How many times have I told the internship story now? Want to hear it one more time, for those of you who weren’t paying attention?
In mid February, I became aware of a highly competitive and well regarded internship program sponsored by the National Academy of Television Arts and Sciences, the people responsible for the Emmy awards. This program offered internships in some 30 categories, one of which was television scriptwriting. I applied on a whim, thinking ‘It’s not likely, but hey, why not, right?’ This same reasoning is why I’ve had a condom in my jacket pocket for the past year or so.
So I mailed in my entry packet and more or less forgot about it. I interviewed for an unpaid internship in Los Angeles at a reality TV production company full of people friendly and understanding enough to 1) Offer me a job and B) Wait for my response until after I’d heard from the Emmys, who said they’d contact finalists in late April.
So imagine my pants-crapping surprise in late April when I received an email from NATAS telling me that I’d been selected as one of six finalists for the TV scriptwriting internship. This was exciting – getting the internship would mean a $4000 stipend and a seat in a TV writer’s room, which, as summer jobs go, is second in my heart only to a seat on the bridge of Serenity.
We only pay you in tiny leather bags filled with space-coins.
From April 27th until two days ago, my life was less a lived series of events and more a form of purgatory. The people at my safety internship agreed to hold the position for me until I heard the final answer from the Emmys, which they said would come in mid to late June. Every day revolved around getting up and spending 12 or so hours fretting about the strength of my submitted materials, staring at the phone and willing it to ring, and fantasizing about being placed as an intern on Community and having flirtatious, meaningful eye contact with Alison Brie on a daily basis.
Shit had gotten real. All of my fantasies about winning the internship had involved me being the first winner selected (they also involved me backflipping onto a motorcycle, but that’s another story), and the idea that some script supervisor could watch my audition video and read my 30 Rock spec script and then pick some girl who wrote poems about horses in high school and wants to be a writer because it looked so fun when Sarah Jessica Parker did it on that show was very unnerving.
Incidentally, I heard this movie really sucked. I can't tell you how happy that makes me.
At this point, the Emmys’ indolence had cost me my safety internship – they had a business to run, after all, and they couldn’t be expected to sit around for three months waiting on an unpaid intern just because he had the good sense to wear a suit to his interview and smile a lot, so they interviewed and subsequently hired another person. Meanwhile, I set up another safety position courtesy of my friend Patrick, Writer of Screenplays, who I know through Mike Whitman, Smoker of Cigarettes, and struck off for LA in The Mystery Wagon, as I had decided that if I was going to spend my whole summer waiting for the phone to ring, I could at least do it in a place where they sell liquor in supermarkets.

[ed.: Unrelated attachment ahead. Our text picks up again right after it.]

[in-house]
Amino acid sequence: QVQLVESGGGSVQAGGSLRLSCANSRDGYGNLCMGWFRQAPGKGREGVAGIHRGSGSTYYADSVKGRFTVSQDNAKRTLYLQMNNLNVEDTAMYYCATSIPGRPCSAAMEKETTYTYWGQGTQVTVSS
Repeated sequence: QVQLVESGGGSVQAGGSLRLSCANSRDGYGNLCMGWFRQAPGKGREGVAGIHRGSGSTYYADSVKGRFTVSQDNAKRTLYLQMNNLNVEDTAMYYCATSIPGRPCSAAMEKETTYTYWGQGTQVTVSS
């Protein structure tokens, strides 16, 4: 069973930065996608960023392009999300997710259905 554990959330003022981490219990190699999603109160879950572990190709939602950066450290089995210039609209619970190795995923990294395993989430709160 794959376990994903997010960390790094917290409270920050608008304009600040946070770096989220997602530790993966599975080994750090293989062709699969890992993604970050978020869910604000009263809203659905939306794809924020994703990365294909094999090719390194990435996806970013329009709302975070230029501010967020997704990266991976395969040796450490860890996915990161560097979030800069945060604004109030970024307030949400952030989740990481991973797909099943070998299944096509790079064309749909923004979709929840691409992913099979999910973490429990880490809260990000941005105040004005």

As a going away gift, my parents bought me a Bluetooth headset – if you don’t know what that is, go find an asshole and look at the side of his head, and you’ll see one stuck in his ear. It’s for people who receive so many important phone calls while simultaneously doing so many important things with their hands that they have to resort to science to find a balance. I wore that fucking Bluetooth in my ear the whole way down to LA on the off chance that the Emmys called me while I was in the car and still, nothing.
"Yes Mr. President? Sorry, I'm too busy playing the final guitar solo from November Rain to pick up a real phone."
I’d been in LA for three days and the Emmys had once again blown their notification deadline, something I’d become almost used to. Then, I received the call I’d been waiting for and fantasizing about for so long:
“Hello, is this Truman? This is ________, with the National Academy of Television Arts and Sciences internship program.”
“Holy shit.” I said. “Hi!”
The woman on the other end laughed. “Holy shit – I don’t have news. I’m just calling to tell you there’s been a shake up at the host company; they’ve ordered a rewrite of the pilot for the show and the writing team says they won’t be able to take on an intern until August.”
So I started working full time at Patrick’s company – more details on that in the next blog – a job that I enjoy and appear to be pretty good at, which is a relief, seeing as I was pretty fucking bad at simple, lowpaying, non career oriented jobs such as milkshake making or water glass filling. I’ve been there for a week and a half now, something that I neglected to publicize on Hair Guy or Facebook lest the person vetting me for the scriptwriting internship look and see that I already had a job.
Two days ago, I received the following email from the National Academy of Television Arts and Sciences:
Due to circumstances completely out of my control, I will NOT be filling the second Scriptwriting slot this summer. Production on _______ has been delayed, and it won't be premiering now until Fall of 2011.
I appreciate your patience, and I'm so sorry to have to give you this news. Cliché as it may sound, this is show biz.
Suffice it to say:
Truman Capps eagerly awaits your comments and emails about what typos he made this week.